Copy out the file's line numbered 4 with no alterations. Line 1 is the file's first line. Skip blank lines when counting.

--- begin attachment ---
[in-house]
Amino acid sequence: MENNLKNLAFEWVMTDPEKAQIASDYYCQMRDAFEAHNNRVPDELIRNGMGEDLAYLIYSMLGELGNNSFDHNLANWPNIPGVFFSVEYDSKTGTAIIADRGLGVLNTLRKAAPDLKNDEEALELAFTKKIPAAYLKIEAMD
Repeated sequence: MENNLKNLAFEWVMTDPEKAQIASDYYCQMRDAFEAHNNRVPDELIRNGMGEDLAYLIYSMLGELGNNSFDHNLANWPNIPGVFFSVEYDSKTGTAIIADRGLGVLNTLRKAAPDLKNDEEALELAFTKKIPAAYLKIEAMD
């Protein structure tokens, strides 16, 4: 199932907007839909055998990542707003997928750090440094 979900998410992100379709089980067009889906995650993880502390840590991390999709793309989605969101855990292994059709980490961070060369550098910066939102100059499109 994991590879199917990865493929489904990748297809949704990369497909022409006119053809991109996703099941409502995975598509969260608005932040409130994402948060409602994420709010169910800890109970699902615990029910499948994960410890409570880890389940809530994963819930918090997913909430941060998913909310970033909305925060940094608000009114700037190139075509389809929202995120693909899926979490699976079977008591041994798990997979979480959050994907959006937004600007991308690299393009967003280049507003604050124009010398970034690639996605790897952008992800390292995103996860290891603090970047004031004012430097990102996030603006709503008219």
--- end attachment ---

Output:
């Protein structure tokens, strides 16, 4: 199932907007839909055998990542707003997928750090440094 979900998410992100379709089980067009889906995650993880502390840590991390999709793309989605969101855990292994059709980490961070060369550098910066939102100059499109 994991590879199917990865493929489904990748297809949704990369497909022409006119053809991109996703099941409502995975598509969260608005932040409130994402948060409602994420709010169910800890109970699902615990029910499948994960410890409570880890389940809530994963819930918090997913909430941060998913909310970033909305925060940094608000009114700037190139075509389809929202995120693909899926979490699976079977008591041994798990997979979480959050994907959006937004600007991308690299393009967003280049507003604050124009010398970034690639996605790897952008992800390292995103996860290891603090970047004031004012430097990102996030603006709503008219």